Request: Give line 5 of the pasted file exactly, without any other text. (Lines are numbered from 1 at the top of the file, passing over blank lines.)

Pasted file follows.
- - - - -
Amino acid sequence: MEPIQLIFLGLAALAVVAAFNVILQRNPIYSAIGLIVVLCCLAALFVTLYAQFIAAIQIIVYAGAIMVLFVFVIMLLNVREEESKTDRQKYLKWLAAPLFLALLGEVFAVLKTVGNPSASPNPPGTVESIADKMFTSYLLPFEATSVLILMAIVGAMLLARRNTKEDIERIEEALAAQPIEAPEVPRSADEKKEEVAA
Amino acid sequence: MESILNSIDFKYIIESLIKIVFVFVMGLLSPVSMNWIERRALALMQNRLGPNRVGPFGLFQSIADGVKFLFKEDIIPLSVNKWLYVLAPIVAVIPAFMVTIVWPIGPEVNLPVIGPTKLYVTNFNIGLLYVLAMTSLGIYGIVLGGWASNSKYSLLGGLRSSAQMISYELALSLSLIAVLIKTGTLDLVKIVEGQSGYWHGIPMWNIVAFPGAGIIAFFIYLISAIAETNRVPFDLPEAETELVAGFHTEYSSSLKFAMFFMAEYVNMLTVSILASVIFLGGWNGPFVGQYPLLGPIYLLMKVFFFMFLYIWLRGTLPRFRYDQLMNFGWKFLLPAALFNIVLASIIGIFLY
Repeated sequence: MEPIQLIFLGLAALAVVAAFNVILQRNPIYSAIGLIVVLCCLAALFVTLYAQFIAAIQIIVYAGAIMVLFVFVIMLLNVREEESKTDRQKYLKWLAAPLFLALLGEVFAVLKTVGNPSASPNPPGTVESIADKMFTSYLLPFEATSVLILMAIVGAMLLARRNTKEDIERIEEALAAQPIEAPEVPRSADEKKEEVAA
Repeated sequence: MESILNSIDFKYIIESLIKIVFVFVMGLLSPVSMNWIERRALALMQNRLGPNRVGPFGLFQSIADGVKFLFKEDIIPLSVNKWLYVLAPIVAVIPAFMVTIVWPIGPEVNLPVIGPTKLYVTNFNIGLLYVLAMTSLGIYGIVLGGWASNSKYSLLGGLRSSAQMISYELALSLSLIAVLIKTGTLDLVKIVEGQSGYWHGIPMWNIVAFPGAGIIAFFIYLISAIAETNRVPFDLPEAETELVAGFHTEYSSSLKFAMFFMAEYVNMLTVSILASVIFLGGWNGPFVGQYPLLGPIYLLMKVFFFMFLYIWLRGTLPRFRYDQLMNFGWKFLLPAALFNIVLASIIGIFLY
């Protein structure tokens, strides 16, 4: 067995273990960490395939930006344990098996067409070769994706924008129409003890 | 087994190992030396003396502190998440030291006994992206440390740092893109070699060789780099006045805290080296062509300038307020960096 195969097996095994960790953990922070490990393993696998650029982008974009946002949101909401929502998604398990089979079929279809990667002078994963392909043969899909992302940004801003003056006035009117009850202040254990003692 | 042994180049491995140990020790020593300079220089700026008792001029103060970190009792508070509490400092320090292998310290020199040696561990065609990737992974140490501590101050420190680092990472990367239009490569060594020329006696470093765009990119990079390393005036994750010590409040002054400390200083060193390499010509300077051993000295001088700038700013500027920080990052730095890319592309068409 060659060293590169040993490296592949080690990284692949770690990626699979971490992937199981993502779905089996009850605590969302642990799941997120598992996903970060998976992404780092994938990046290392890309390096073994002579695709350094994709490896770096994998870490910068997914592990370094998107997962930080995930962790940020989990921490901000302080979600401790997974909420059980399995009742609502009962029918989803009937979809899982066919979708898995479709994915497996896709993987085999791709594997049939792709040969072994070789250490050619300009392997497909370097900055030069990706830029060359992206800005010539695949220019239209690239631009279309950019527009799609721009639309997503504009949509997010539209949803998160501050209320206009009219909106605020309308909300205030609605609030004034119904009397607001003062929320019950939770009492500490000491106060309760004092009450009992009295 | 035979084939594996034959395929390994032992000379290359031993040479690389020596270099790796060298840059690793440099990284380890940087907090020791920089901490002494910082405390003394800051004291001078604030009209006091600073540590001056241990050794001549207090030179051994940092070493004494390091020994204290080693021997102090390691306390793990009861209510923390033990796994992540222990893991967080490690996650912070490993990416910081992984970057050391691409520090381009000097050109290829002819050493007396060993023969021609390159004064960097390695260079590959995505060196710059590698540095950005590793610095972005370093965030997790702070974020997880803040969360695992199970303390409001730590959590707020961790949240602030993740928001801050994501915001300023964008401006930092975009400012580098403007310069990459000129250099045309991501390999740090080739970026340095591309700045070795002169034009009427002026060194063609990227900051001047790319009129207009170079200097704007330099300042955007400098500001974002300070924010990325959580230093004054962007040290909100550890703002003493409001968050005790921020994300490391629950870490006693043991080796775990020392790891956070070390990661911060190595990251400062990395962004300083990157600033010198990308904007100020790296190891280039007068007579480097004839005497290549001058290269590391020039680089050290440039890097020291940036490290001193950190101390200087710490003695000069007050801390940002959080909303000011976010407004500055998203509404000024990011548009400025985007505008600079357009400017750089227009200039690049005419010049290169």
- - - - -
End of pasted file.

């Protein structure tokens, strides 16, 4: 067995273990960490395939930006344990098996067409070769994706924008129409003890 | 087994190992030396003396502190998440030291006994992206440390740092893109070699060789780099006045805290080296062509300038307020960096 195969097996095994960790953990922070490990393993696998650029982008974009946002949101909401929502998604398990089979079929279809990667002078994963392909043969899909992302940004801003003056006035009117009850202040254990003692 | 042994180049491995140990020790020593300079220089700026008792001029103060970190009792508070509490400092320090292998310290020199040696561990065609990737992974140490501590101050420190680092990472990367239009490569060594020329006696470093765009990119990079390393005036994750010590409040002054400390200083060193390499010509300077051993000295001088700038700013500027920080990052730095890319592309068409 060659060293590169040993490296592949080690990284692949770690990626699979971490992937199981993502779905089996009850605590969302642990799941997120598992996903970060998976992404780092994938990046290392890309390096073994002579695709350094994709490896770096994998870490910068997914592990370094998107997962930080995930962790940020989990921490901000302080979600401790997974909420059980399995009742609502009962029918989803009937979809899982066919979708898995479709994915497996896709993987085999791709594997049939792709040969072994070789250490050619300009392997497909370097900055030069990706830029060359992206800005010539695949220019239209690239631009279309950019527009799609721009639309997503504009949509997010539209949803998160501050209320206009009219909106605020309308909300205030609605609030004034119904009397607001003062929320019950939770009492500490000491106060309760004092009450009992009295 | 035979084939594996034959395929390994032992000379290359031993040479690389020596270099790796060298840059690793440099990284380890940087907090020791920089901490002494910082405390003394800051004291001078604030009209006091600073540590001056241990050794001549207090030179051994940092070493004494390091020994204290080693021997102090390691306390793990009861209510923390033990796994992540222990893991967080490690996650912070490993990416910081992984970057050391691409520090381009000097050109290829002819050493007396060993023969021609390159004064960097390695260079590959995505060196710059590698540095950005590793610095972005370093965030997790702070974020997880803040969360695992199970303390409001730590959590707020961790949240602030993740928001801050994501915001300023964008401006930092975009400012580098403007310069990459000129250099045309991501390999740090080739970026340095591309700045070795002169034009009427002026060194063609990227900051001047790319009129207009170079200097704007330099300042955007400098500001974002300070924010990325959580230093004054962007040290909100550890703002003493409001968050005790921020994300490391629950870490006693043991080796775990020392790891956070070390990661911060190595990251400062990395962004300083990157600033010198990308904007100020790296190891280039007068007579480097004839005497290549001058290269590391020039680089050290440039890097020291940036490290001193950190101390200087710490003695000069007050801390940002959080909303000011976010407004500055998203509404000024990011548009400025985007505008600079357009400017750089227009200039690049005419010049290169």